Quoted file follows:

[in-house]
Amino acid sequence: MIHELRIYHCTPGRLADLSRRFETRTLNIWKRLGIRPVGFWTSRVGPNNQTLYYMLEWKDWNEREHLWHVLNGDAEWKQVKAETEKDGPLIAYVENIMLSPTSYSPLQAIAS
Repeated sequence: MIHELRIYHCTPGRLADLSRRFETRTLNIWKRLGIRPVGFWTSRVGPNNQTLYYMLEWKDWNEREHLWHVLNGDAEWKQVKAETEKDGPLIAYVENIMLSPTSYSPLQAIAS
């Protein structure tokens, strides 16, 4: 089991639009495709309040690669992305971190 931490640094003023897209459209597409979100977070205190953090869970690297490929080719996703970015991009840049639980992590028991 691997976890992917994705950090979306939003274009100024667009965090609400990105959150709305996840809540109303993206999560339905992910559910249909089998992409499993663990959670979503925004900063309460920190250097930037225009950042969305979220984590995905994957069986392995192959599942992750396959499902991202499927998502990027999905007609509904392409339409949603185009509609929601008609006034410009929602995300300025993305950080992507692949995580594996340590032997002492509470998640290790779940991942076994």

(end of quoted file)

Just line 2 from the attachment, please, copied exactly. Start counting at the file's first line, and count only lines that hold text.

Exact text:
Amino acid sequence: MIHELRIYHCTPGRLADLSRRFETRTLNIWKRLGIRPVGFWTSRVGPNNQTLYYMLEWKDWNEREHLWHVLNGDAEWKQVKAETEKDGPLIAYVENIMLSPTSYSPLQAIAS